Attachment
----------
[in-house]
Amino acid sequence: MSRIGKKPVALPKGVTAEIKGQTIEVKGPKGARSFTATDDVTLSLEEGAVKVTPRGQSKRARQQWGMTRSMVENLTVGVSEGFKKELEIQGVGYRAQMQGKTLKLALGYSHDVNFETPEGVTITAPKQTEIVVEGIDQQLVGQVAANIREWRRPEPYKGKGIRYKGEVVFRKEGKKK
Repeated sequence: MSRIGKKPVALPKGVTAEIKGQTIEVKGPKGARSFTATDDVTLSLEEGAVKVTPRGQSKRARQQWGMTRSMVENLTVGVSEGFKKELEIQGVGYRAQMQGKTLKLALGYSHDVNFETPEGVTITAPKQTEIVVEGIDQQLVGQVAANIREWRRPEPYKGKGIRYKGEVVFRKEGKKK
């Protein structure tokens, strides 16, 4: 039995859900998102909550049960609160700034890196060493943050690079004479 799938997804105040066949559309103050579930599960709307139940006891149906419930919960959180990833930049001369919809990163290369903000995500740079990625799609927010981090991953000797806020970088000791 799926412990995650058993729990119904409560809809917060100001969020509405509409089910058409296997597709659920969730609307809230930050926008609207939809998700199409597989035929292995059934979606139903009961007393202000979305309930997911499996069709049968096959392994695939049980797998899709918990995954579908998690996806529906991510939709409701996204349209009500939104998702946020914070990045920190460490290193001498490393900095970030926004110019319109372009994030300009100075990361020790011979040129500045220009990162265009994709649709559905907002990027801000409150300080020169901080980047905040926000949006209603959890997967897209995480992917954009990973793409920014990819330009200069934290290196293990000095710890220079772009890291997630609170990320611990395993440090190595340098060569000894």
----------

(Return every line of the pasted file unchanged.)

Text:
[in-house]
Amino acid sequence: MSRIGKKPVALPKGVTAEIKGQTIEVKGPKGARSFTATDDVTLSLEEGAVKVTPRGQSKRARQQWGMTRSMVENLTVGVSEGFKKELEIQGVGYRAQMQGKTLKLALGYSHDVNFETPEGVTITAPKQTEIVVEGIDQQLVGQVAANIREWRRPEPYKGKGIRYKGEVVFRKEGKKK
Repeated sequence: MSRIGKKPVALPKGVTAEIKGQTIEVKGPKGARSFTATDDVTLSLEEGAVKVTPRGQSKRARQQWGMTRSMVENLTVGVSEGFKKELEIQGVGYRAQMQGKTLKLALGYSHDVNFETPEGVTITAPKQTEIVVEGIDQQLVGQVAANIREWRRPEPYKGKGIRYKGEVVFRKEGKKK
């Protein structure tokens, strides 16, 4: 039995859900998102909550049960609160700034890196060493943050690079004479 799938997804105040066949559309103050579930599960709307139940006891149906419930919960959180990833930049001369919809990163290369903000995500740079990625799609927010981090991953000797806020970088000791 799926412990995650058993729990119904409560809809917060100001969020509405509409089910058409296997597709659920969730609307809230930050926008609207939809998700199409597989035929292995059934979606139903009961007393202000979305309930997911499996069709049968096959392994695939049980797998899709918990995954579908998690996806529906991510939709409701996204349209009500939104998702946020914070990045920190460490290193001498490393900095970030926004110019319109372009994030300009100075990361020790011979040129500045220009990162265009994709649709559905907002990027801000409150300080020169901080980047905040926000949006209603959890997967897209995480992917954009990973793409920014990819330009200069934290290196293990000095710890220079772009890291997630609170990320611990395993440090190595340098060569000894």